The councilor from Mahone Bay expressed her fear that amalgamation would mean the loss of their cultural identity. The councilor from Lunenburg said that, yes, he too shared her concerns. Something here didn’t sit right with me. I couldn’t put my finger on it till I got home. And then it hit me like a ton of bricks.
Whose cultural identity are we talking about; your cultural identity or my cultural identity? I am a resident of The Town of Lunenburg, but my history is very different from anyone else’s sitting at that table. Many people have moved to Lunenburg County from other places and all these people bring with them their own unique cultural identities. So, theoretically speaking, if we have an Asian person or a black person or a Jewish person or a Syrian person in our communities, whose cultural identity are we afraid of losing? If any of these newcomers were to become municipal councilors, would it be in their job description to protect one very specific cultural identity, from one group of people and one period of time?
We talk about welcoming people from near and far to Lunenburg County, but yesterday at Lunenburg Town Hall, in 2016, I heard concern that a person from Bridgewater or Blue Rocks, elected to make governmental decisions, might be a threat to the Cultural identity of The Town of Lunenburg or The Town of Mahone Bay. Are we so afraid of new ideas that even someone who lives 10 km. away is considered a threat?
In the scenario of Amalgamation, there is still representation from each community and each community can still have control over their own planning. This means they can still guide their own destiny. Preservation of history and the celebration of the cultural identities that have been here, are still here and are yet to come is also community driven and does not disappear with amalgamation. Community is identity. Our communities are growing and changing and welcoming new histories. What our collective identity or community looks like is a fluid thing. Multiculturalism is not an annual celebration of the “other”; it is an ideology that welcomes all cultural identities, old and new, into our fold and allows the cultural identities that people bring with them to redefine and expand our definition of community. Every new cultural identity that enters our community makes us a little bit richer.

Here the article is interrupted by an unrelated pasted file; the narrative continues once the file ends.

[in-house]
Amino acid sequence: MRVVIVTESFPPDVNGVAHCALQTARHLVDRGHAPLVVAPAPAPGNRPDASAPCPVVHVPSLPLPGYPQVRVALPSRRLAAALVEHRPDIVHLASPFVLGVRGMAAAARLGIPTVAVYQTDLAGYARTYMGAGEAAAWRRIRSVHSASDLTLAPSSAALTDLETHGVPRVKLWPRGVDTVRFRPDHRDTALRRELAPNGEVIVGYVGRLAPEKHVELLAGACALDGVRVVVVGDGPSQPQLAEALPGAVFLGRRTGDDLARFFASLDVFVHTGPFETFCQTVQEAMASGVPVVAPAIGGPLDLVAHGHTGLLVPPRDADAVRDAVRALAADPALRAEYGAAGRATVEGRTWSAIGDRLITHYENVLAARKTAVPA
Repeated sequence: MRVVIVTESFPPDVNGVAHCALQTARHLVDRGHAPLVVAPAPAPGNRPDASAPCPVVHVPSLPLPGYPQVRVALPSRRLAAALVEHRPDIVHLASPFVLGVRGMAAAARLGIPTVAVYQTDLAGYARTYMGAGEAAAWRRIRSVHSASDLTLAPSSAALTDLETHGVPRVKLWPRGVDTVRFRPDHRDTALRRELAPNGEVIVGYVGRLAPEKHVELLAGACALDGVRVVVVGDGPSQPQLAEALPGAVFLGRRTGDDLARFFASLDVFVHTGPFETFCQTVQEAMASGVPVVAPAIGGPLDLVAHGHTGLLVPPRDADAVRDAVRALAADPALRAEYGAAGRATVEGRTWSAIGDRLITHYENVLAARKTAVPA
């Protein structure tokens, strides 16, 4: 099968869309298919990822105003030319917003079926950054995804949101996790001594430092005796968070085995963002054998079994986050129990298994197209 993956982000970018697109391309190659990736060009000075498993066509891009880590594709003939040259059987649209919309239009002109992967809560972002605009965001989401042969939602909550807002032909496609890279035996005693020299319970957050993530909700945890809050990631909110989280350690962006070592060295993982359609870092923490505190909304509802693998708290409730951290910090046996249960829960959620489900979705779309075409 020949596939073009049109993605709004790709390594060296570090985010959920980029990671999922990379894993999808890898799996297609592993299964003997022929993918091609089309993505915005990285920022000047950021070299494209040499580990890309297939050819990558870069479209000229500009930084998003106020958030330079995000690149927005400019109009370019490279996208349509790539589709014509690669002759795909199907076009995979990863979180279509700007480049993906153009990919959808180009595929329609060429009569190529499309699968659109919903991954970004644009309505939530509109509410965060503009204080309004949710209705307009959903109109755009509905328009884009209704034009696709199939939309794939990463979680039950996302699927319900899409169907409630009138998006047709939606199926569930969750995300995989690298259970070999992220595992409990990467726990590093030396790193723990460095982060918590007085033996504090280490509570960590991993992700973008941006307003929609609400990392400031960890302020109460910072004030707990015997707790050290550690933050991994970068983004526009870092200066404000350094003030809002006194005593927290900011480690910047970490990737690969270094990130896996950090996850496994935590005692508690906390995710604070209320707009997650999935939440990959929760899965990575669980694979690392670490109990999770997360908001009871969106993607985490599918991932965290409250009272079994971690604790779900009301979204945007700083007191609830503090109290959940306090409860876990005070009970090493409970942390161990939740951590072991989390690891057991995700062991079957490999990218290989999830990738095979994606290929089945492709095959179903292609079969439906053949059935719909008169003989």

The sentiment expressed by these two people is one that is held by many. When we talk about fear of change in Nova Scotia, this is what it sounds like. I don’t mean to belittle this fear. It’s what many places in Canada have experienced and have had to confront, but overcoming this fear is what makes Canada a truly great country. If Nova Scotia can overcome this fear, then Nova Scotia will become a truly great province.
I don’t know yet if a complete amalgamation of the county is the best way to go. I’m looking forward to hearing arguments for and against. But today, at Town Hall, one question made me think that amalgamation might be just the thing Lunenburg county needs. Maybe it’s time to expand the decision making gene pool.
Listening to the radio a couple weeks back, Tyler Maclean was interviewing Joan Jessome about bill 148. 75,000 public workers in NS lost their arbitration rights. Their wages were frozen for three years. Rick Howe said he could understand that ordinary people might not have a lot of sympathy for teachers, doctors and other public workers. After all, most people have so little in this province. Why should they feel sorry for those with good paying jobs with benefits and pensions? That's when it all clicked into place. I raised my hand to speak, "I know, I know", but nobody called on me. I was forced to talk to the hats again.
This is what I told them. "You know, Hats, I don't have a pension or any additional medical insurance. Last year I spent $3000 on root canals. Apparently, I am clenching my teeth and systematically cracking them.